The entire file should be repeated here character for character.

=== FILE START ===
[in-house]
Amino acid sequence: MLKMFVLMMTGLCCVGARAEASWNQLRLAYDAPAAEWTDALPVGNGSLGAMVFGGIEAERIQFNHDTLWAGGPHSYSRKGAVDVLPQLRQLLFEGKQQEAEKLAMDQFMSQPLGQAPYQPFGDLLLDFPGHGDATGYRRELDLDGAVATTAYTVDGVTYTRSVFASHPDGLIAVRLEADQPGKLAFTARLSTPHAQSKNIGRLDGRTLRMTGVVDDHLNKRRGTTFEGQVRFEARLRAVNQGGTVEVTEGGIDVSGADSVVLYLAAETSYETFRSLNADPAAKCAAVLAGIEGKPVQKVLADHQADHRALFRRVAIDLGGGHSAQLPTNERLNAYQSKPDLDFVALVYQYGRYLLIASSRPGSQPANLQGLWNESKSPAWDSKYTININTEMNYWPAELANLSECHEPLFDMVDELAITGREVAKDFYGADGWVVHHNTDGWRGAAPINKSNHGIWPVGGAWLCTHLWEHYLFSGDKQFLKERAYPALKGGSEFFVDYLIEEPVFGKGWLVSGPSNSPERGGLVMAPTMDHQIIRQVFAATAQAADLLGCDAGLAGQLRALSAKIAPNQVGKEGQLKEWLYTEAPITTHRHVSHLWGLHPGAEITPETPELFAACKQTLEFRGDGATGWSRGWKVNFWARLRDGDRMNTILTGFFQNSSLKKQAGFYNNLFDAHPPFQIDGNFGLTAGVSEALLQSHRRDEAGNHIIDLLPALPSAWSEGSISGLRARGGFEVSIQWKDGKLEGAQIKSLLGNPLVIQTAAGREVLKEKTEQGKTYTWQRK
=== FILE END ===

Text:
[in-house]
Amino acid sequence: MLKMFVLMMTGLCCVGARAEASWNQLRLAYDAPAAEWTDALPVGNGSLGAMVFGGIEAERIQFNHDTLWAGGPHSYSRKGAVDVLPQLRQLLFEGKQQEAEKLAMDQFMSQPLGQAPYQPFGDLLLDFPGHGDATGYRRELDLDGAVATTAYTVDGVTYTRSVFASHPDGLIAVRLEADQPGKLAFTARLSTPHAQSKNIGRLDGRTLRMTGVVDDHLNKRRGTTFEGQVRFEARLRAVNQGGTVEVTEGGIDVSGADSVVLYLAAETSYETFRSLNADPAAKCAAVLAGIEGKPVQKVLADHQADHRALFRRVAIDLGGGHSAQLPTNERLNAYQSKPDLDFVALVYQYGRYLLIASSRPGSQPANLQGLWNESKSPAWDSKYTININTEMNYWPAELANLSECHEPLFDMVDELAITGREVAKDFYGADGWVVHHNTDGWRGAAPINKSNHGIWPVGGAWLCTHLWEHYLFSGDKQFLKERAYPALKGGSEFFVDYLIEEPVFGKGWLVSGPSNSPERGGLVMAPTMDHQIIRQVFAATAQAADLLGCDAGLAGQLRALSAKIAPNQVGKEGQLKEWLYTEAPITTHRHVSHLWGLHPGAEITPETPELFAACKQTLEFRGDGATGWSRGWKVNFWARLRDGDRMNTILTGFFQNSSLKKQAGFYNNLFDAHPPFQIDGNFGLTAGVSEALLQSHRRDEAGNHIIDLLPALPSAWSEGSISGLRARGGFEVSIQWKDGKLEGAQIKSLLGNPLVIQTAAGREVLKEKTEQGKTYTWQRK